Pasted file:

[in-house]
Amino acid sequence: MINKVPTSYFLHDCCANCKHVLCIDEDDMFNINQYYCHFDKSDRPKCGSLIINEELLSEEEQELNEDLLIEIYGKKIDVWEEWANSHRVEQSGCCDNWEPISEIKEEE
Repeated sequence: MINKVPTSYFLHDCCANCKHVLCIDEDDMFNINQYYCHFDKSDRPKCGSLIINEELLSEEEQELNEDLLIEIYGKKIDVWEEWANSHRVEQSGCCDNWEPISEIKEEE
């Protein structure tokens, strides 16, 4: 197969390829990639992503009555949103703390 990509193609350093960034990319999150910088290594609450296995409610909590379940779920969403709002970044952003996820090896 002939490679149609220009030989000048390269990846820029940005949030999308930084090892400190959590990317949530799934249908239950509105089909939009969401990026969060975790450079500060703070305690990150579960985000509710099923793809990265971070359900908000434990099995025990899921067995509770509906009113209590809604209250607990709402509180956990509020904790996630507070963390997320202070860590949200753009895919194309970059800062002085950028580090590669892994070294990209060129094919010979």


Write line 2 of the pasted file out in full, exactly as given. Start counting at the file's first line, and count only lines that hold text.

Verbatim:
Amino acid sequence: MINKVPTSYFLHDCCANCKHVLCIDEDDMFNINQYYCHFDKSDRPKCGSLIINEELLSEEEQELNEDLLIEIYGKKIDVWEEWANSHRVEQSGCCDNWEPISEIKEEE